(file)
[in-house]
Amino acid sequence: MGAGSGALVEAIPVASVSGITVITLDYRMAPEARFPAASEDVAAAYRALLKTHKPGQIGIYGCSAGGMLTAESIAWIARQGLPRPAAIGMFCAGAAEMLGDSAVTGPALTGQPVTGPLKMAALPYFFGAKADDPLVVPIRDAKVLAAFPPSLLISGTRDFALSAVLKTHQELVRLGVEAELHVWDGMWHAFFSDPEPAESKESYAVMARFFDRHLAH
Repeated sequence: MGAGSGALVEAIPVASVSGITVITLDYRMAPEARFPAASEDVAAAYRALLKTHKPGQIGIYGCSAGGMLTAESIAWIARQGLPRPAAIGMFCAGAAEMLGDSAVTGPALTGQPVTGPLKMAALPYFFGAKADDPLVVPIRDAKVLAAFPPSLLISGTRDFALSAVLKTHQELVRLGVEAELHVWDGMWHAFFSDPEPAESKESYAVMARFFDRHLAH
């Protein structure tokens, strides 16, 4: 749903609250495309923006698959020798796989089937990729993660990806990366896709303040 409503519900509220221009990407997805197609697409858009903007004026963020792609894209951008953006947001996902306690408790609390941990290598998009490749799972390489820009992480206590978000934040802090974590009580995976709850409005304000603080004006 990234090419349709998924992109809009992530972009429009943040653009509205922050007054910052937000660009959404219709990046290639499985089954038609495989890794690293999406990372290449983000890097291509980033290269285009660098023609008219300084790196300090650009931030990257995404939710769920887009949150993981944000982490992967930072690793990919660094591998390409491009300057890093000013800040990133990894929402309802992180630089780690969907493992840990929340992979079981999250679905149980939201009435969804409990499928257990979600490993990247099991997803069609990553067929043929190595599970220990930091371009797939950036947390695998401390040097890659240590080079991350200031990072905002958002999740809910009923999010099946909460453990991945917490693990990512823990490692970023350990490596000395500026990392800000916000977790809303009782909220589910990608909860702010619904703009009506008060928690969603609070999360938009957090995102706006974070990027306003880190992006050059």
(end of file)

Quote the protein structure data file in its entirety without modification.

[in-house]
Amino acid sequence: MGAGSGALVEAIPVASVSGITVITLDYRMAPEARFPAASEDVAAAYRALLKTHKPGQIGIYGCSAGGMLTAESIAWIARQGLPRPAAIGMFCAGAAEMLGDSAVTGPALTGQPVTGPLKMAALPYFFGAKADDPLVVPIRDAKVLAAFPPSLLISGTRDFALSAVLKTHQELVRLGVEAELHVWDGMWHAFFSDPEPAESKESYAVMARFFDRHLAH
Repeated sequence: MGAGSGALVEAIPVASVSGITVITLDYRMAPEARFPAASEDVAAAYRALLKTHKPGQIGIYGCSAGGMLTAESIAWIARQGLPRPAAIGMFCAGAAEMLGDSAVTGPALTGQPVTGPLKMAALPYFFGAKADDPLVVPIRDAKVLAAFPPSLLISGTRDFALSAVLKTHQELVRLGVEAELHVWDGMWHAFFSDPEPAESKESYAVMARFFDRHLAH
């Protein structure tokens, strides 16, 4: 749903609250495309923006698959020798796989089937990729993660990806990366896709303040 409503519900509220221009990407997805197609697409858009903007004026963020792609894209951008953006947001996902306690408790609390941990290598998009490749799972390489820009992480206590978000934040802090974590009580995976709850409005304000603080004006 990234090419349709998924992109809009992530972009429009943040653009509205922050007054910052937000660009959404219709990046290639499985089954038609495989890794690293999406990372290449983000890097291509980033290269285009660098023609008219300084790196300090650009931030990257995404939710769920887009949150993981944000982490992967930072690793990919660094591998390409491009300057890093000013800040990133990894929402309802992180630089780690969907493992840990929340992979079981999250679905149980939201009435969804409990499928257990979600490993990247099991997803069609990553067929043929190595599970220990930091371009797939950036947390695998401390040097890659240590080079991350200031990072905002958002999740809910009923999010099946909460453990991945917490693990990512823990490692970023350990490596000395500026990392800000916000977790809303009782909220589910990608909860702010619904703009009506008060928690969603609070999360938009957090995102706006974070990027306003880190992006050059």